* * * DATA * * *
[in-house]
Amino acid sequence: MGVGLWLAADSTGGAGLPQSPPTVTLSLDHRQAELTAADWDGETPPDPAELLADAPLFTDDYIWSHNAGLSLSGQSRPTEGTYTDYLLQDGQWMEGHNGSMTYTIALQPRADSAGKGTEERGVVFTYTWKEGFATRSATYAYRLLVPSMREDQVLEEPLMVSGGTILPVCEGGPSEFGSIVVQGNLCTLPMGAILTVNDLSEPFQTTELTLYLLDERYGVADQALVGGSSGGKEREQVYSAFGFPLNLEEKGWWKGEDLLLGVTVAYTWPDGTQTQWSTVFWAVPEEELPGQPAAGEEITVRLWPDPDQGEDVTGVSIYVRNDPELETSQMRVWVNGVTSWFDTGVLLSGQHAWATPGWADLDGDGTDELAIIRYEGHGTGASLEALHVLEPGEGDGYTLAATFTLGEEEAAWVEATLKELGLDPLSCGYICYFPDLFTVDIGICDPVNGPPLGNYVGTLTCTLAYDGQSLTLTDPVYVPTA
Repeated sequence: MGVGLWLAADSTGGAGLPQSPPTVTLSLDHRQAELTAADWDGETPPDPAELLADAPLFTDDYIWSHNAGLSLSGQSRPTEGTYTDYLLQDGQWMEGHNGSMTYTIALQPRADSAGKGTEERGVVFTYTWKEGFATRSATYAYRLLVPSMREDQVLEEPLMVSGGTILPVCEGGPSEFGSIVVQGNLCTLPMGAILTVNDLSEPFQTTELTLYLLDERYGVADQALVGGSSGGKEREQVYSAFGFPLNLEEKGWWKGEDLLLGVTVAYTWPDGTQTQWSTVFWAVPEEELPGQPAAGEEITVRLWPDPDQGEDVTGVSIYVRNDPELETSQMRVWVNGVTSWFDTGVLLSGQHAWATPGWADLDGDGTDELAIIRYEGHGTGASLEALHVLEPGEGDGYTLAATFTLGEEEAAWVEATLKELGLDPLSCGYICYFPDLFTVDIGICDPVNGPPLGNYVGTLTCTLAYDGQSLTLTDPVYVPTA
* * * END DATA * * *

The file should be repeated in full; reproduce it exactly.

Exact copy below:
[in-house]
Amino acid sequence: MGVGLWLAADSTGGAGLPQSPPTVTLSLDHRQAELTAADWDGETPPDPAELLADAPLFTDDYIWSHNAGLSLSGQSRPTEGTYTDYLLQDGQWMEGHNGSMTYTIALQPRADSAGKGTEERGVVFTYTWKEGFATRSATYAYRLLVPSMREDQVLEEPLMVSGGTILPVCEGGPSEFGSIVVQGNLCTLPMGAILTVNDLSEPFQTTELTLYLLDERYGVADQALVGGSSGGKEREQVYSAFGFPLNLEEKGWWKGEDLLLGVTVAYTWPDGTQTQWSTVFWAVPEEELPGQPAAGEEITVRLWPDPDQGEDVTGVSIYVRNDPELETSQMRVWVNGVTSWFDTGVLLSGQHAWATPGWADLDGDGTDELAIIRYEGHGTGASLEALHVLEPGEGDGYTLAATFTLGEEEAAWVEATLKELGLDPLSCGYICYFPDLFTVDIGICDPVNGPPLGNYVGTLTCTLAYDGQSLTLTDPVYVPTA
Repeated sequence: MGVGLWLAADSTGGAGLPQSPPTVTLSLDHRQAELTAADWDGETPPDPAELLADAPLFTDDYIWSHNAGLSLSGQSRPTEGTYTDYLLQDGQWMEGHNGSMTYTIALQPRADSAGKGTEERGVVFTYTWKEGFATRSATYAYRLLVPSMREDQVLEEPLMVSGGTILPVCEGGPSEFGSIVVQGNLCTLPMGAILTVNDLSEPFQTTELTLYLLDERYGVADQALVGGSSGGKEREQVYSAFGFPLNLEEKGWWKGEDLLLGVTVAYTWPDGTQTQWSTVFWAVPEEELPGQPAAGEEITVRLWPDPDQGEDVTGVSIYVRNDPELETSQMRVWVNGVTSWFDTGVLLSGQHAWATPGWADLDGDGTDELAIIRYEGHGTGASLEALHVLEPGEGDGYTLAATFTLGEEEAAWVEATLKELGLDPLSCGYICYFPDLFTVDIGICDPVNGPPLGNYVGTLTCTLAYDGQSLTLTDPVYVPTA